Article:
20 September 2008

What's in a Thing?

Lately, "things" have taken on a whole new meaning.  

Once you lose someone you love, things become very important.  A grocery list isn't just a layout of items, it's a way to remember that person's handwriting.  A ring isn't just a ring, it's a symbol of that person you can carry with you every day.  A snapshot becomes a precious commodity.  Even little things like spoons (my grandmother had very particular attitudes toward regular spoons and soup spoons) and fuzzy socks (we shared a mutual love of fuzzy house socks) and games (Scrabble) become a source of memories and rumination. 

For my family in particular, certain foods are now sacred.  My grandmother's love of jelly became a joke in our family:  If you came to visit grandma, you were probably going home with a jar of jelly.  I always had one jar in my refrigerator and another ready and waiting in the freezer.  In the recent power outage (which still hasn't been restored....), I lost the entire contents of my fridge, including my last jar of jelly made by my grandmother.  This was enough to send me into a fit of racking sobs for 15 minutes.  

Other things will cause me to stop in my tracks and reflect upon her:  red roses (while she loved all flowers, these were her favorite), hummingbirds (she could watch them for hours), boxes of chocolates (a necessary luxury...she could savor a box for a month), making and eating pie (a shared hobby...we loved fruit pies and hated pumpkin), going to the beauty parlor, vegetable soup...and on and on and on....

I have been staying at my grandmother's house, spending time with my grandpa and pretending to do schoolwork.  And something about being surrounded by her things is so incredibly comforting to me.  Sleeping in her bed, wearing her pajamas, seeing her pictures and handwritten address book, the knick-knacks she loved....all of those things make me feel like she's still here, at least a little bit.  I constantly remember her because her memory is literally everywhere.  Maybe that's morbid, but it comforts me.

But I know tomorrow I will have to go back to my big, empty, powerless apartment in Louisville.   Normally, I love returning to my apartment because it truly has become my home.  But this time, I don't want to leave.  I want to be here, with her things.  It sounds ridiculous, but I feel close to her if I'm surrounded by everything she loved.  Going back to Louisville will be a reality check--she's not here anymore.  I can't just pick up the phone and call her, I can't just hop in the car and drive to her house.  And as I sit in that big and empty apartment, there won't be as many reminders of her.  

My mom and I had planned to make jelly tomorrow at my grandma's house...until we learned that she had made jelly this past summer while we were on vacation.  She was going to give it to us at Christmas.  

So maybe it's just a few jars of jelly.  But you had better bet that I will cherish every last bite, just as she would have.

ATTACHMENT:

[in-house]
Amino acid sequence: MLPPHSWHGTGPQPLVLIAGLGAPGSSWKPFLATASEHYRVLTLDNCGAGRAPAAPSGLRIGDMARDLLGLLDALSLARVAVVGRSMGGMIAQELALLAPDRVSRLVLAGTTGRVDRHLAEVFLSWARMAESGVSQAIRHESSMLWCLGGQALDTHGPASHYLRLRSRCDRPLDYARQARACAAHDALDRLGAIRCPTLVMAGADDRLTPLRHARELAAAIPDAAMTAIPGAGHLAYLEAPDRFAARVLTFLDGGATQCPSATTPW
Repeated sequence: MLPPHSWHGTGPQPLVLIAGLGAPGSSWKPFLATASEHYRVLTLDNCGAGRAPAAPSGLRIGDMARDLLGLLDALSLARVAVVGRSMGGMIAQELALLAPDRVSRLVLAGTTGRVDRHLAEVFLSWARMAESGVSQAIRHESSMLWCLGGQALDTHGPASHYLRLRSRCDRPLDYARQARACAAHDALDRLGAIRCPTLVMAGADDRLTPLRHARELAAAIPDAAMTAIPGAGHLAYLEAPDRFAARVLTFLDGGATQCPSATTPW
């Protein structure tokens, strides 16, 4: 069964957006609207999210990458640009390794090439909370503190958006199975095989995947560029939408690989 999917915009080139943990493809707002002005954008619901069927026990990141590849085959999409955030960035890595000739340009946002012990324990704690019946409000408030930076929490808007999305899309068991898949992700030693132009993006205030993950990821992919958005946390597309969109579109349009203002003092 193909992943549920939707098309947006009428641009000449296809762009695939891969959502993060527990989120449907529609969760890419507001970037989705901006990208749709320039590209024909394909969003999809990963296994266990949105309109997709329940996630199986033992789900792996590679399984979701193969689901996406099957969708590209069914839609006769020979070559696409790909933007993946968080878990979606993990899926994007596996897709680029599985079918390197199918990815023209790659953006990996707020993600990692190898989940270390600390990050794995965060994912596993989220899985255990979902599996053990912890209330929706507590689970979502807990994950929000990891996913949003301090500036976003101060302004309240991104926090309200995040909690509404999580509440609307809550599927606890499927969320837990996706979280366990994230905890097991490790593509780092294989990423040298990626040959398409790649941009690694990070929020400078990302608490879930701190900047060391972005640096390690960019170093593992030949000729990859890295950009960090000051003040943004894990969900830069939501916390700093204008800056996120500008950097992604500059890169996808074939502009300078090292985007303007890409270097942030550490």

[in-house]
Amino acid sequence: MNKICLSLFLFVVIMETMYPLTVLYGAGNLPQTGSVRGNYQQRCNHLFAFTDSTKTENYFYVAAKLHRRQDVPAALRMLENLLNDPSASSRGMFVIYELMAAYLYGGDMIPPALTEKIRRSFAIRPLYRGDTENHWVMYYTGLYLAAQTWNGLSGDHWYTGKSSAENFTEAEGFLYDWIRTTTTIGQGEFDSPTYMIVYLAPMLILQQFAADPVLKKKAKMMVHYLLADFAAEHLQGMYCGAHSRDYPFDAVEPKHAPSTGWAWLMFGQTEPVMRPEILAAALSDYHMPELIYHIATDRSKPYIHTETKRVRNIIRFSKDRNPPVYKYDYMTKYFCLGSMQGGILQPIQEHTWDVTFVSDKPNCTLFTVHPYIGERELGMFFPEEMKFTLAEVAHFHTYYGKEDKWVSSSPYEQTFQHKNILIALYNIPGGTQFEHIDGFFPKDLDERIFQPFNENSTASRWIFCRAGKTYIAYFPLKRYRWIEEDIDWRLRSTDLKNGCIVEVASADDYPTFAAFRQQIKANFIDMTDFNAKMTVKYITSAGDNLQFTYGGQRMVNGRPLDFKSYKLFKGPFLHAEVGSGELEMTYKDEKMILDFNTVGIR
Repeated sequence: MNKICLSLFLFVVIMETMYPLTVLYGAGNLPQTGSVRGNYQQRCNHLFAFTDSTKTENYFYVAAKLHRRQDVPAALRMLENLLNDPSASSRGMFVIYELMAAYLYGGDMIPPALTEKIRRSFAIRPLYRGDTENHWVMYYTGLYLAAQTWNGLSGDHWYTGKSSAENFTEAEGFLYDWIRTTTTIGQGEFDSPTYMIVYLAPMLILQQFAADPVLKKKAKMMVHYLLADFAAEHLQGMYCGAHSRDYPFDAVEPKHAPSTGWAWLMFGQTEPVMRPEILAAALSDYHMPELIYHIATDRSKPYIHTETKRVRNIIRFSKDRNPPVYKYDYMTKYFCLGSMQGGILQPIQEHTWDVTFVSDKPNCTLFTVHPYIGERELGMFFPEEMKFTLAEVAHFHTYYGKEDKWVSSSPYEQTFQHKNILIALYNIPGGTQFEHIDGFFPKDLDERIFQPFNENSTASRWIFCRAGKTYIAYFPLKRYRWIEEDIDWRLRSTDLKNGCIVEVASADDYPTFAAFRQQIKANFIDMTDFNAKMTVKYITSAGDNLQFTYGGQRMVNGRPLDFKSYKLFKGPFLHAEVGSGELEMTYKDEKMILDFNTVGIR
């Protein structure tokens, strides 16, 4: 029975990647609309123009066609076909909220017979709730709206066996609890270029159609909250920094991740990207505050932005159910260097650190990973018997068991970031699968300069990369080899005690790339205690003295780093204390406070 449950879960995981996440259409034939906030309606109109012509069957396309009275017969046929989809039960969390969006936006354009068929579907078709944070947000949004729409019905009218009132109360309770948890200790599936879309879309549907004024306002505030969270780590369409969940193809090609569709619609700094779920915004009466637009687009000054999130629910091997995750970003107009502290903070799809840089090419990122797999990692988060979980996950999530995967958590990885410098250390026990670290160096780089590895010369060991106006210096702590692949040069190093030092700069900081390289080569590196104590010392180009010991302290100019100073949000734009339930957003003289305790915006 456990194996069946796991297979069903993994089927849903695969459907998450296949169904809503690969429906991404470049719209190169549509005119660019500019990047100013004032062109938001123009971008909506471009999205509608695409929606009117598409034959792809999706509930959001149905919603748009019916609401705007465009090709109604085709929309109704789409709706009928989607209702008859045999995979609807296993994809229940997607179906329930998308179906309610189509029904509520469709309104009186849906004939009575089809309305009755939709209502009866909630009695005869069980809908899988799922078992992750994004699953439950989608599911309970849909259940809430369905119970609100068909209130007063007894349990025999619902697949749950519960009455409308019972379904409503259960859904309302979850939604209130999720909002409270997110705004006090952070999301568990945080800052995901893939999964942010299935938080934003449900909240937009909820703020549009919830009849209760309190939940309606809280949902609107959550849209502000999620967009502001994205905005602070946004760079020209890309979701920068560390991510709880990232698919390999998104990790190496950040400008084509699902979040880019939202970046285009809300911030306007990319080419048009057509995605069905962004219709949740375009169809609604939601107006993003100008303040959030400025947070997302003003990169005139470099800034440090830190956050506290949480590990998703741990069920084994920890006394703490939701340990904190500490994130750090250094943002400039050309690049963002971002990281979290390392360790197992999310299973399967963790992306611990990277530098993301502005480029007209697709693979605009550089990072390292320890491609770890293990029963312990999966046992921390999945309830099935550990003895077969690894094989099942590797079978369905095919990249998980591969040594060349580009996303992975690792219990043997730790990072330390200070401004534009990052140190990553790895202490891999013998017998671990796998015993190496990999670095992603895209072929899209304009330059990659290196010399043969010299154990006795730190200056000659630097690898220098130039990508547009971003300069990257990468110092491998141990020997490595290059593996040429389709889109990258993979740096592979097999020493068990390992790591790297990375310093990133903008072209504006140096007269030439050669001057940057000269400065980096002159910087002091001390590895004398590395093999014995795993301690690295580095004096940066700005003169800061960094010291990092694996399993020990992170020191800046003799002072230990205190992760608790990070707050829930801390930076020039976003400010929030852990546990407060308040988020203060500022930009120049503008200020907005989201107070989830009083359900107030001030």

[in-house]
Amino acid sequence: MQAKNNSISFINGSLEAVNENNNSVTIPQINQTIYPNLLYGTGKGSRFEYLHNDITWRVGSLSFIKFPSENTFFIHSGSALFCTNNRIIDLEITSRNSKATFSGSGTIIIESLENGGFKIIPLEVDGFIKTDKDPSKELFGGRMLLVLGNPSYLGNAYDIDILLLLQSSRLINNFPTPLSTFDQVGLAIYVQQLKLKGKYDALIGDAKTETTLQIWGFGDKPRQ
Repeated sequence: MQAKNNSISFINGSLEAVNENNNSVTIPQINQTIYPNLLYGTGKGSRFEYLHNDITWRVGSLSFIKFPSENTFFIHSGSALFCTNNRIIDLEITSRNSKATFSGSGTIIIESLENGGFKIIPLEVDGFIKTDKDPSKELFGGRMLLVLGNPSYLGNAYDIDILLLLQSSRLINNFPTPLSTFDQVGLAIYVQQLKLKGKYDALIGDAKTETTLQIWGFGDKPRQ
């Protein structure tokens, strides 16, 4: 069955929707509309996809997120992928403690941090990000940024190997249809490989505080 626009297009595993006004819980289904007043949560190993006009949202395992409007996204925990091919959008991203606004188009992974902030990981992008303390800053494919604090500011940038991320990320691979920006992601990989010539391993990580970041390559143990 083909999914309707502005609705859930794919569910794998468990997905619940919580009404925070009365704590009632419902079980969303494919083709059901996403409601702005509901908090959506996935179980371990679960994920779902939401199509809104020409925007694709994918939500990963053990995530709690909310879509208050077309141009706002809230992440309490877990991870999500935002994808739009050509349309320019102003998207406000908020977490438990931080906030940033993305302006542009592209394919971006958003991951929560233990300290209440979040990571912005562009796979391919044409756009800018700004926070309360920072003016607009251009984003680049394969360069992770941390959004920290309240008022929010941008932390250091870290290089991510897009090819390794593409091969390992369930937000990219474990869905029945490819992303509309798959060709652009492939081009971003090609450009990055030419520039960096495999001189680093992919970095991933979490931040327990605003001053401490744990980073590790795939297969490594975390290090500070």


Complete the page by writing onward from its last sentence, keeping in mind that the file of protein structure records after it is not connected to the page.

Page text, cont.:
legaleagle2009 said...

OH Katie!! You are not silly at all! One of the worst things about our memories is how quickly things fade. Its those precious things that we surround ourselves with that keep memories alive, and your grandmother too.

I am so glad you got a few more jars of jelly...I almost burst into tears for you when you said you lost your last jar :( But know that as long as she is in your heart, she will live forever.

LucieLu said...

This post makes me think of when Mombo died. At first Lacy kept everything she owned - which is a lot, I am telling you. Eventually she came to realize that those things are not what made her mother and she was able to separate the things she wanted to keep from the rest.

About a week ago I found one of the "things" from Mombo I have always kept that would seem silly to a lot of people. It's a post it note from a few months before she died. On one side are some phone numbers - Lacy's, mine, Austin's. and his girlfriend at the time. On the other side it says "for when we get together soon." I don't think we all got together again before she died but now it brings a smile to my face because I have come to accept how we are all connected.

Katie said...

right now the things i can't let go of are the things i know she loved so much: simple knick knacks and even gifts we gave her. she took such pleasure in everything, and she appreciated details like bright colors and different shapes.

Becca said...

What a nice post. Of course, it makes me think of my own grandmother - who, like yours, taught me a lot about life and inspired me a great deal.

I, too, love my grandmother's home, and associate it and all of its many contents with her. I am a person who attaches meaning to material objects (one word: blankie).

Thanks for the nice reminder of much people mean in our lives - and how deep family love goes. I am thinking of you.

(Ralph) Ashby Barnes said...

I still have my grand parent's addresses in my address book. Even though I write them in pencil, I can't really erase them.